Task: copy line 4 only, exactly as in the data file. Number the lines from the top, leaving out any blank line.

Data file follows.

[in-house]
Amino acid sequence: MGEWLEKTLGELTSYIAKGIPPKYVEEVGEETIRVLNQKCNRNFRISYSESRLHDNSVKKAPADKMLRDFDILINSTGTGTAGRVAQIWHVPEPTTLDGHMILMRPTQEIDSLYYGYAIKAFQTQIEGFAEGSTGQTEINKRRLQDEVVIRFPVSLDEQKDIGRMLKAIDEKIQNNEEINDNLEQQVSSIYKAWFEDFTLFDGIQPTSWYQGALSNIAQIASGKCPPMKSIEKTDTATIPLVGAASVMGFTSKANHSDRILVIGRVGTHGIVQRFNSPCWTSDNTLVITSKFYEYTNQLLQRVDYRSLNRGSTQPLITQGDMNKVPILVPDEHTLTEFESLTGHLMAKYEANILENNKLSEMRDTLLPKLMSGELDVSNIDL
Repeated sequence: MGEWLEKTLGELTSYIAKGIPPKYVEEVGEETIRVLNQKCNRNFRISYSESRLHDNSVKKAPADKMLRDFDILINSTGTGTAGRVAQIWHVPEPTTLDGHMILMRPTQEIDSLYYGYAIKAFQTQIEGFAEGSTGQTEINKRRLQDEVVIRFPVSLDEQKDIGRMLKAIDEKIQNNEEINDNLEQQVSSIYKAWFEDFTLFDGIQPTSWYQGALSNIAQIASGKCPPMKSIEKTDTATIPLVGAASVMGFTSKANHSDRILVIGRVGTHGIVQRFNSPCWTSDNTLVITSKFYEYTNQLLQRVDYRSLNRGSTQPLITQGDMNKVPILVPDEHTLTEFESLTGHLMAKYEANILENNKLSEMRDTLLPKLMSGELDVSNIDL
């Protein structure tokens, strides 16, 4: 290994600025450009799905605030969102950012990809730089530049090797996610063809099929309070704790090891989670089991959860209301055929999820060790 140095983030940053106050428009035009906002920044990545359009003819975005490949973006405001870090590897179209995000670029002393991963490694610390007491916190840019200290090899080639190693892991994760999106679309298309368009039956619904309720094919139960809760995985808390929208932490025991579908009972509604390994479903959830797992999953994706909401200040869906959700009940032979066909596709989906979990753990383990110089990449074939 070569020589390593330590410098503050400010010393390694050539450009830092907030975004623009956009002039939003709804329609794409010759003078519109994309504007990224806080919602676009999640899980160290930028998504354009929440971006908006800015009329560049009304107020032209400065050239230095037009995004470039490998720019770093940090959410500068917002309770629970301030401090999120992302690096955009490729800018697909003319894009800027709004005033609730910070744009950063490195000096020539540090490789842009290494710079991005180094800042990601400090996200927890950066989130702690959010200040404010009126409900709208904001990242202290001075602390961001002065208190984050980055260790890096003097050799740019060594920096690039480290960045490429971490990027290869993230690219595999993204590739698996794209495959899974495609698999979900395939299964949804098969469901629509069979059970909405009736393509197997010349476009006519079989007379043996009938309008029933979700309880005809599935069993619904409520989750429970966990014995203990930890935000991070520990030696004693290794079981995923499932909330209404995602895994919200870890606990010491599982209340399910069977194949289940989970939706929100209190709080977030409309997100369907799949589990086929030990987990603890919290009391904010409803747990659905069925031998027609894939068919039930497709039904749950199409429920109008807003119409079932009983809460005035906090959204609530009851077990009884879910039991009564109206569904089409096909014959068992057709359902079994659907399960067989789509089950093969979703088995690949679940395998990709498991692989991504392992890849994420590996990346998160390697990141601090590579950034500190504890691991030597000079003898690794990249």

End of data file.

């Protein structure tokens, strides 16, 4: 290994600025450009799905605030969102950012990809730089530049090797996610063809099929309070704790090891989670089991959860209301055929999820060790 140095983030940053106050428009035009906002920044990545359009003819975005490949973006405001870090590897179209995000670029002393991963490694610390007491916190840019200290090899080639190693892991994760999106679309298309368009039956619904309720094919139960809760995985808390929208932490025991579908009972509604390994479903959830797992999953994706909401200040869906959700009940032979066909596709989906979990753990383990110089990449074939 070569020589390593330590410098503050400010010393390694050539450009830092907030975004623009956009002039939003709804329609794409010759003078519109994309504007990224806080919602676009999640899980160290930028998504354009929440971006908006800015009329560049009304107020032209400065050239230095037009995004470039490998720019770093940090959410500068917002309770629970301030401090999120992302690096955009490729800018697909003319894009800027709004005033609730910070744009950063490195000096020539540090490789842009290494710079991005180094800042990601400090996200927890950066989130702690959010200040404010009126409900709208904001990242202290001075602390961001002065208190984050980055260790890096003097050799740019060594920096690039480290960045490429971490990027290869993230690219595999993204590739698996794209495959899974495609698999979900395939299964949804098969469901629509069979059970909405009736393509197997010349476009006519079989007379043996009938309008029933979700309880005809599935069993619904409520989750429970966990014995203990930890935000991070520990030696004693290794079981995923499932909330209404995602895994919200870890606990010491599982209340399910069977194949289940989970939706929100209190709080977030409309997100369907799949589990086929030990987990603890919290009391904010409803747990659905069925031998027609894939068919039930497709039904749950199409429920109008807003119409079932009983809460005035906090959204609530009851077990009884879910039991009564109206569904089409096909014959068992057709359902079994659907399960067989789509089950093969979703088995690949679940395998990709498991692989991504392992890849994420590996990346998160390697990141601090590579950034500190504890691991030597000079003898690794990249």